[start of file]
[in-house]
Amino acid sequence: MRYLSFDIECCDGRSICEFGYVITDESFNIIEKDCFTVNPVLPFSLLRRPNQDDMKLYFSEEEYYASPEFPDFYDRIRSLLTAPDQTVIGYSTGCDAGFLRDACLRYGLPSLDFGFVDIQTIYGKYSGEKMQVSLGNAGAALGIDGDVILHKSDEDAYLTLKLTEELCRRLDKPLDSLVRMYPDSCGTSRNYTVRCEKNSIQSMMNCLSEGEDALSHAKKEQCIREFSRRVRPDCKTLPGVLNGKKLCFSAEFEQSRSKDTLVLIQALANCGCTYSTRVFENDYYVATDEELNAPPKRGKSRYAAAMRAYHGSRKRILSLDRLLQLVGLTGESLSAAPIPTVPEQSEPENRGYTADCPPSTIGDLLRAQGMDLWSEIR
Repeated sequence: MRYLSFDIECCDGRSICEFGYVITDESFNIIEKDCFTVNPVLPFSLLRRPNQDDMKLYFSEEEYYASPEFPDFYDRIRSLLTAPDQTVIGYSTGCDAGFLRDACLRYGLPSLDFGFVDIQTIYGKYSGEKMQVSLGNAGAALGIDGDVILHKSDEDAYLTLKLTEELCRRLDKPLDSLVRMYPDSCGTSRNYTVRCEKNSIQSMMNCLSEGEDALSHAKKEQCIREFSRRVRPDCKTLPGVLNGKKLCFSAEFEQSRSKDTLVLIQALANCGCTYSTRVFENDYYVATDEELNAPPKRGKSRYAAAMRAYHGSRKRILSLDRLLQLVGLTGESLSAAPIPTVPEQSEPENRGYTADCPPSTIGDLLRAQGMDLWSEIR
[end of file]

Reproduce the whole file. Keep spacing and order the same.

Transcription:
[in-house]
Amino acid sequence: MRYLSFDIECCDGRSICEFGYVITDESFNIIEKDCFTVNPVLPFSLLRRPNQDDMKLYFSEEEYYASPEFPDFYDRIRSLLTAPDQTVIGYSTGCDAGFLRDACLRYGLPSLDFGFVDIQTIYGKYSGEKMQVSLGNAGAALGIDGDVILHKSDEDAYLTLKLTEELCRRLDKPLDSLVRMYPDSCGTSRNYTVRCEKNSIQSMMNCLSEGEDALSHAKKEQCIREFSRRVRPDCKTLPGVLNGKKLCFSAEFEQSRSKDTLVLIQALANCGCTYSTRVFENDYYVATDEELNAPPKRGKSRYAAAMRAYHGSRKRILSLDRLLQLVGLTGESLSAAPIPTVPEQSEPENRGYTADCPPSTIGDLLRAQGMDLWSEIR
Repeated sequence: MRYLSFDIECCDGRSICEFGYVITDESFNIIEKDCFTVNPVLPFSLLRRPNQDDMKLYFSEEEYYASPEFPDFYDRIRSLLTAPDQTVIGYSTGCDAGFLRDACLRYGLPSLDFGFVDIQTIYGKYSGEKMQVSLGNAGAALGIDGDVILHKSDEDAYLTLKLTEELCRRLDKPLDSLVRMYPDSCGTSRNYTVRCEKNSIQSMMNCLSEGEDALSHAKKEQCIREFSRRVRPDCKTLPGVLNGKKLCFSAEFEQSRSKDTLVLIQALANCGCTYSTRVFENDYYVATDEELNAPPKRGKSRYAAAMRAYHGSRKRILSLDRLLQLVGLTGESLSAAPIPTVPEQSEPENRGYTADCPPSTIGDLLRAQGMDLWSEIR